So when we were asked to be Institute Liaisons - that was the last thing we were expecting - for one thing, we didn't even know that was a calling in the church.  But that was okay - we were ready.  We made posters to chart our ward Institute goals & made incentives for attendance.  We advertised, and we worked to make it happen.  I'm not going to lie - sometimes it was like pulling teeth to get people there.  Some nights it didn't feel like we were making any progress.  We were also in a unique situation.  Across the LDS church, Institute is widely known as something for YOUNG SINGLE ADULTS, but we were living in a married or family ward.  Our demographic included people of all ages with families who were enrolled in school.  Even though it's not necessarily a rule, the culture in the area is that once you're married, you don't go to Institute anymore.  So that presented some challenges.  Looking back, I believe that for our ward in those days, the call to build up the institute program at the ASU East campus was more about obedience than anything else.

Here's a snapshot of what Institute at ASU East was like back then:

  • We met in a classic campus house - they came in reddish orange, faded salmon, or yucky yellow, and the interior contained grocery-store tile flooring.  It's the kind of place you complain about living in, but then cry when you have to leave it.
  • We cleaned dead cockroaches out of the tub & swept them up from corners in the house.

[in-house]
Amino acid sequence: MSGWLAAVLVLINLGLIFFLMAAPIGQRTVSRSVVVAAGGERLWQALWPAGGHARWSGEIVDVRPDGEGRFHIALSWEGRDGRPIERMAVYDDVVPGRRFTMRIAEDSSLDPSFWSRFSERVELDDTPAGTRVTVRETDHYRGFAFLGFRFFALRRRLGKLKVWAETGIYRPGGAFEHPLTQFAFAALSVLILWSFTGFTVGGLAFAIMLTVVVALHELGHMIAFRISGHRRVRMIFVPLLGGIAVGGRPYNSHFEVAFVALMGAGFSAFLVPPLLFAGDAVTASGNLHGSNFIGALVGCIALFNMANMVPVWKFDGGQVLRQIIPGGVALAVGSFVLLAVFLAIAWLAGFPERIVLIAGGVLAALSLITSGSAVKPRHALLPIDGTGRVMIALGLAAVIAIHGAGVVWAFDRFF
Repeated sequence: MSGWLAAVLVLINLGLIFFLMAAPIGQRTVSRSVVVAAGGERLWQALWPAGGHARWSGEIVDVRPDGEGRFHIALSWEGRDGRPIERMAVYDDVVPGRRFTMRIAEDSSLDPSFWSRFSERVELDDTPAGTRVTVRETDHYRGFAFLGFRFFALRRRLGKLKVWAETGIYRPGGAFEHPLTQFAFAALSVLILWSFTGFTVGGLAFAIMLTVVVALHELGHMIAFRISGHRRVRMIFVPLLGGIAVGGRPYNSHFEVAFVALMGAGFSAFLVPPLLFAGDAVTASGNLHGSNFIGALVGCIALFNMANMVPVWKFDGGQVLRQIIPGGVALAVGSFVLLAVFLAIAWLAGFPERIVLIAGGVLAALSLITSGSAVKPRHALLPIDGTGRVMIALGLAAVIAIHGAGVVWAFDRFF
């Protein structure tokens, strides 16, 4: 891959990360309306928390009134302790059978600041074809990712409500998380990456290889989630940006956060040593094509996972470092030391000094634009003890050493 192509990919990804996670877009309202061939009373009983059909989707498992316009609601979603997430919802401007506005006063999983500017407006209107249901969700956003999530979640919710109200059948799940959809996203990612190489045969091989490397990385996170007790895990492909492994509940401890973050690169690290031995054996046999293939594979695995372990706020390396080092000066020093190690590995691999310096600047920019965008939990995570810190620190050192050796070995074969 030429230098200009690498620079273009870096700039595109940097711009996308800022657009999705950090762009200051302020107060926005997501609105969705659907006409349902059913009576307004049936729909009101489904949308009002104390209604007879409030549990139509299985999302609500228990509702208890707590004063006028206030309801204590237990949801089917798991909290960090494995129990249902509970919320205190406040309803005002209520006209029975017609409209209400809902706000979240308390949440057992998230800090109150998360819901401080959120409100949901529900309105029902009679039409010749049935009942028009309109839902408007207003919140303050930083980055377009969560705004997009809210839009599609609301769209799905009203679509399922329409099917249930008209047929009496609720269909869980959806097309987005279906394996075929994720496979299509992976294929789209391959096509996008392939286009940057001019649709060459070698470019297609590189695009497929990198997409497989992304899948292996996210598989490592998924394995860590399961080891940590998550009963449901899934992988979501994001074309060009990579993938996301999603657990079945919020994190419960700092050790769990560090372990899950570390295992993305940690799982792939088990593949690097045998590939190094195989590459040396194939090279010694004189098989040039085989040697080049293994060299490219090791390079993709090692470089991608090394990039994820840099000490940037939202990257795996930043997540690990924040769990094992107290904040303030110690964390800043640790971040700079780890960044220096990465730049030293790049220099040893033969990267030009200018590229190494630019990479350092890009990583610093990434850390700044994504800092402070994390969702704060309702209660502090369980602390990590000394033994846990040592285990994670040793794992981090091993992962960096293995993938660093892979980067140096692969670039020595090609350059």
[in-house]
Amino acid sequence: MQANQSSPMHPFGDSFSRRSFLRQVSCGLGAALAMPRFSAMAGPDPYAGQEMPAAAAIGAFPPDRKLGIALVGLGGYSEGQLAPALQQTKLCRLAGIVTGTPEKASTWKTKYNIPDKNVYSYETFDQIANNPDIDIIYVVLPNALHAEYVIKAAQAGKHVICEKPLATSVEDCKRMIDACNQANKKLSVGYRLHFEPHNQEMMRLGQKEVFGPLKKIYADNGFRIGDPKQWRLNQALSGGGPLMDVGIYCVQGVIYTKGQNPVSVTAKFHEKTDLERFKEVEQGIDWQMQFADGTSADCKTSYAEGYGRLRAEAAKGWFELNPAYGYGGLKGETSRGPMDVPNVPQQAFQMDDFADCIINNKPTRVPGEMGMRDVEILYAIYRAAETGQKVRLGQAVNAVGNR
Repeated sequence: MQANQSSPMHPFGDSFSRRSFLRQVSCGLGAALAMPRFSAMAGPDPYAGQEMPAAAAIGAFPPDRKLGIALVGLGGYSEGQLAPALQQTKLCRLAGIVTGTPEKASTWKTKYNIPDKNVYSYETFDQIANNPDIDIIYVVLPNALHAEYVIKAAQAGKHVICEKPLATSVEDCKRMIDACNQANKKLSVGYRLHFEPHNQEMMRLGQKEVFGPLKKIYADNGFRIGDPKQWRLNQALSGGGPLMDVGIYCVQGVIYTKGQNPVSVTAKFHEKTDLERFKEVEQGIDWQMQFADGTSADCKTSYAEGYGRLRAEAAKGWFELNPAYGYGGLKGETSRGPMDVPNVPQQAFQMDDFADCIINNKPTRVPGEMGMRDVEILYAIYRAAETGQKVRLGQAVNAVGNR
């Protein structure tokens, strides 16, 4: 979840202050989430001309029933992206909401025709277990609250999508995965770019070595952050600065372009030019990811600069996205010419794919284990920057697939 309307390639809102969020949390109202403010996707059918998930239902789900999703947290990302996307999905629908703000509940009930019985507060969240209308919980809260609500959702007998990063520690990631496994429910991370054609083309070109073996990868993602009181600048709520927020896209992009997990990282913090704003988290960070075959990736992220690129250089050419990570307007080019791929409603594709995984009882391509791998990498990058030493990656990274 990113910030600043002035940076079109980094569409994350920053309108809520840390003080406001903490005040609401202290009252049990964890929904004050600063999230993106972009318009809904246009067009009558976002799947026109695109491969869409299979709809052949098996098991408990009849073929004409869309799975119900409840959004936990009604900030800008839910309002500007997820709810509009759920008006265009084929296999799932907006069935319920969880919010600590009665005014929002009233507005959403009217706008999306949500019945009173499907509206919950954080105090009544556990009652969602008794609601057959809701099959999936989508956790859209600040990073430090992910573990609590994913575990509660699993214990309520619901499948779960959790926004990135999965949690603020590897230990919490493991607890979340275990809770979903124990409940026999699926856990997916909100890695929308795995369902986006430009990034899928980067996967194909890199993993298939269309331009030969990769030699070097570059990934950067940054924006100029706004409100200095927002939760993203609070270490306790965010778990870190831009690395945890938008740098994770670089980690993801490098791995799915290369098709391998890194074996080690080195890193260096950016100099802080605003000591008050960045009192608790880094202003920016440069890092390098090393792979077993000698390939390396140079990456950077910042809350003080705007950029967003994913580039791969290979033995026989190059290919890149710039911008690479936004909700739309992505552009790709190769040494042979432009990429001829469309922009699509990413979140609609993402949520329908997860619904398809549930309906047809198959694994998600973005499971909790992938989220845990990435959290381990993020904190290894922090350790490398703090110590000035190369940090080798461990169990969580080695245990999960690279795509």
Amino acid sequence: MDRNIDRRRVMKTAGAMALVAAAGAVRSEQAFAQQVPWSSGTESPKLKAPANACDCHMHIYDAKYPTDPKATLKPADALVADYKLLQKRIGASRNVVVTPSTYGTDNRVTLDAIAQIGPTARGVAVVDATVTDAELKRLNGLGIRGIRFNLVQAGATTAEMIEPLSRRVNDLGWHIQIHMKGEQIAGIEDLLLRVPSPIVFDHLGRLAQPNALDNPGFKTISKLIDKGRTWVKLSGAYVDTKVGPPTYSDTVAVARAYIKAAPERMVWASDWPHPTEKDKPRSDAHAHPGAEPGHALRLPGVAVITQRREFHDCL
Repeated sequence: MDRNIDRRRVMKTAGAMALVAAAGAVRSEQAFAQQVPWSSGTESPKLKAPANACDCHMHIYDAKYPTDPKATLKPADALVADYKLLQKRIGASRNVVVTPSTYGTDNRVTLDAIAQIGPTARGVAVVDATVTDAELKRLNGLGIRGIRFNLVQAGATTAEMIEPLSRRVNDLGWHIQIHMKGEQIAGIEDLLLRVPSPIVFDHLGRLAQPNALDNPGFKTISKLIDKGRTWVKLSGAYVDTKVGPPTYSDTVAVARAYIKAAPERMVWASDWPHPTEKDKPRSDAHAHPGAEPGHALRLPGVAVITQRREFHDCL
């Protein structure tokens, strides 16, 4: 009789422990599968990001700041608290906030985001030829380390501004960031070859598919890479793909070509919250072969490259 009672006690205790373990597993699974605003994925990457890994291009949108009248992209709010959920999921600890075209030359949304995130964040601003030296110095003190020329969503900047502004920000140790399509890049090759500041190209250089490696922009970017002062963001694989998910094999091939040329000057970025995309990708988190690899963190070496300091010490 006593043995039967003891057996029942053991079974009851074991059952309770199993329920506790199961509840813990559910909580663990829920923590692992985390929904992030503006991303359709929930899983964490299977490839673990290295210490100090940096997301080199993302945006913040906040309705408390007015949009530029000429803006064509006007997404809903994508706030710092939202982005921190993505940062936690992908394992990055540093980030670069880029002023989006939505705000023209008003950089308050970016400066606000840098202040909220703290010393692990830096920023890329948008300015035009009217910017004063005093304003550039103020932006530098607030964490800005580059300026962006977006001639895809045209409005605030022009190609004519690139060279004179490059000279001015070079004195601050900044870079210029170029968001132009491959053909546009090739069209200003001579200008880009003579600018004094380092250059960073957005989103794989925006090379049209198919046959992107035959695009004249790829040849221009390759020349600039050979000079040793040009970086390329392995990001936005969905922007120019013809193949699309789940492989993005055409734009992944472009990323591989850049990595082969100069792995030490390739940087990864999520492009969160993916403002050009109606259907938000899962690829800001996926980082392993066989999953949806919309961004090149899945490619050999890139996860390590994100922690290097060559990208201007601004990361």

• When we tried to decorate, we couldn't use any of the external walls, because they were made of brick, so we could only hang pictures of Jesus on the interior walls...that is...until Mitchell Jay purchased some anchors, and used his awesome tools.
  • All the windows were dark & tinted.
  • We had florescent lighting throughout.
  • The kitchen was where we ate refreshments.
  • The Living Room is where we set up desks and a white board.
  • One of the bed rooms was turned into a nursery in case parents needed to bring their kids & we took donated toys for the closet in that room.  The problem, however, is that the whole house had grocery tile flooring, so when kids would play or scream in the other room, it still echoed throughout the entire house.  I remember Deanna Rasmussen patting her pregnant belly during class one night as some one's little kiddo was screaming in the nursery room..."We're doing just fine," she said...happy that her next child was still contained in utero.
  • One of the bedrooms was turned into an office for the Institute teacher.
  • Another bedroom had rows of skinny tables that the relief society sometimes hosted activities in - I still have a little bag that I sewed from one of those activities.
  • There were weeds in the front & back of the house & not many choices for parking.  Mitchell said he was told that the back "yard" of this house was the designated location for where the Institute building would go if we were ever able to meet the goal.
  • We cleaned it up, but it still seemed a little run down - the rooms were a little too stark white, the noise traveled through the house a little too easily, it was simply the classic ASU East Campus Housing.
  • Despite the location, however, there was joy, there was happiness, there was excitement, and the Spirit was present in our classes.  Friendships were made, and even though we met in a cold/white room, the feeling was warm. 
  • Vernon Dickson would teach us lessons, Deana Rasmussen would sit and rub her pregnant belly gratefully while people who had crying babies were in the Nursery.  The Udall's, the Tryon's, the Shumway's, and many others would answer questions.  There were always great friends there, and we always left uplifted.  It was a beautiful place to be.